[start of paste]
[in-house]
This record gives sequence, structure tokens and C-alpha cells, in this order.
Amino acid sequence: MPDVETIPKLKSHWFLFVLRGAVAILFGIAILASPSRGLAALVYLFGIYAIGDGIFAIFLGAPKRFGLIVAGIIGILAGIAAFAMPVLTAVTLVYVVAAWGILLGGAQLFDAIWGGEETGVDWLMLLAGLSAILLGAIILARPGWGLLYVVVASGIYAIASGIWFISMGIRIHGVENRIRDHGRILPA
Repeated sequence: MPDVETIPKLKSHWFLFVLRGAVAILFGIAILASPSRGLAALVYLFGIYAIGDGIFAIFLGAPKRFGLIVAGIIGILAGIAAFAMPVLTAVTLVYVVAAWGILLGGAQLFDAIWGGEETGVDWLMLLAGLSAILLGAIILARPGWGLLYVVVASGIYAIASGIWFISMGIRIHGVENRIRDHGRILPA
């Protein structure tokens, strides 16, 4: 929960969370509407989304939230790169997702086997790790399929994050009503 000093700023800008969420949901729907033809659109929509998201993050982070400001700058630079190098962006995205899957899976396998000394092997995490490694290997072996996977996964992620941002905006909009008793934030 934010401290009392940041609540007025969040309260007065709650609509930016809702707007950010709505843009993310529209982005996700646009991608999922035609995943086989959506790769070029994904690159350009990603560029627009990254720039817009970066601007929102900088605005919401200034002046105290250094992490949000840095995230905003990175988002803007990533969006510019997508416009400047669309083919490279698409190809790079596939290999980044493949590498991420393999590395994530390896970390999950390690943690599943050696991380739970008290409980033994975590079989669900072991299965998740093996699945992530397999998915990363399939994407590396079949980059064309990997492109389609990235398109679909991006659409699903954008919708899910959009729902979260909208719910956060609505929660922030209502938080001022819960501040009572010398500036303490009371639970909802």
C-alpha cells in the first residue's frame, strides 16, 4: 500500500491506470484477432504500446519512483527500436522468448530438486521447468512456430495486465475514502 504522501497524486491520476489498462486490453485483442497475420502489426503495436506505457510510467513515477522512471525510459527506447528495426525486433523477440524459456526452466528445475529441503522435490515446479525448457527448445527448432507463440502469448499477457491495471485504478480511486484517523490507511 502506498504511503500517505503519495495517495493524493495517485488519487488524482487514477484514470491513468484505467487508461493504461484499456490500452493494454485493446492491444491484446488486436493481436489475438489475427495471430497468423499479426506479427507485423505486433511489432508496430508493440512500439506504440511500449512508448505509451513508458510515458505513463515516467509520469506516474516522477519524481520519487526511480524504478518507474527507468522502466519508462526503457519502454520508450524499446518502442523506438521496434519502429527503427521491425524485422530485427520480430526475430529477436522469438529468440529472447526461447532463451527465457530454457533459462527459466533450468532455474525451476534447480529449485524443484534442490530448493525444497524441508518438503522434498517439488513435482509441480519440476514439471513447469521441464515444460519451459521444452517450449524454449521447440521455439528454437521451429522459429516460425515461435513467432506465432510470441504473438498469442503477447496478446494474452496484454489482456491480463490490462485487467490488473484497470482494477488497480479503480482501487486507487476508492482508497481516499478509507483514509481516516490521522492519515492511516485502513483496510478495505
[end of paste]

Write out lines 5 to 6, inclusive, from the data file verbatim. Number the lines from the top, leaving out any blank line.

């Protein structure tokens, strides 16, 4: 929960969370509407989304939230790169997702086997790790399929994050009503 000093700023800008969420949901729907033809659109929509998201993050982070400001700058630079190098962006995205899957899976396998000394092997995490490694290997072996996977996964992620941002905006909009008793934030 934010401290009392940041609540007025969040309260007065709650609509930016809702707007950010709505843009993310529209982005996700646009991608999922035609995943086989959506790769070029994904690159350009990603560029627009990254720039817009970066601007929102900088605005919401200034002046105290250094992490949000840095995230905003990175988002803007990533969006510019997508416009400047669309083919490279698409190809790079596939290999980044493949590498991420393999590395994530390896970390999950390690943690599943050696991380739970008290409980033994975590079989669900072991299965998740093996699945992530397999998915990363399939994407590396079949980059064309990997492109389609990235398109679909991006659409699903954008919708899910959009729902979260909208719910956060609505929660922030209502938080001022819960501040009572010398500036303490009371639970909802």
C-alpha cells in the first residue's frame, strides 16, 4: 500500500491506470484477432504500446519512483527500436522468448530438486521447468512456430495486465475514502 504522501497524486491520476489498462486490453485483442497475420502489426503495436506505457510510467513515477522512471525510459527506447528495426525486433523477440524459456526452466528445475529441503522435490515446479525448457527448445527448432507463440502469448499477457491495471485504478480511486484517523490507511 502506498504511503500517505503519495495517495493524493495517485488519487488524482487514477484514470491513468484505467487508461493504461484499456490500452493494454485493446492491444491484446488486436493481436489475438489475427495471430497468423499479426506479427507485423505486433511489432508496430508493440512500439506504440511500449512508448505509451513508458510515458505513463515516467509520469506516474516522477519524481520519487526511480524504478518507474527507468522502466519508462526503457519502454520508450524499446518502442523506438521496434519502429527503427521491425524485422530485427520480430526475430529477436522469438529468440529472447526461447532463451527465457530454457533459462527459466533450468532455474525451476534447480529449485524443484534442490530448493525444497524441508518438503522434498517439488513435482509441480519440476514439471513447469521441464515444460519451459521444452517450449524454449521447440521455439528454437521451429522459429516460425515461435513467432506465432510470441504473438498469442503477447496478446494474452496484454489482456491480463490490462485487467490488473484497470482494477488497480479503480482501487486507487476508492482508497481516499478509507483514509481516516490521522492519515492511516485502513483496510478495505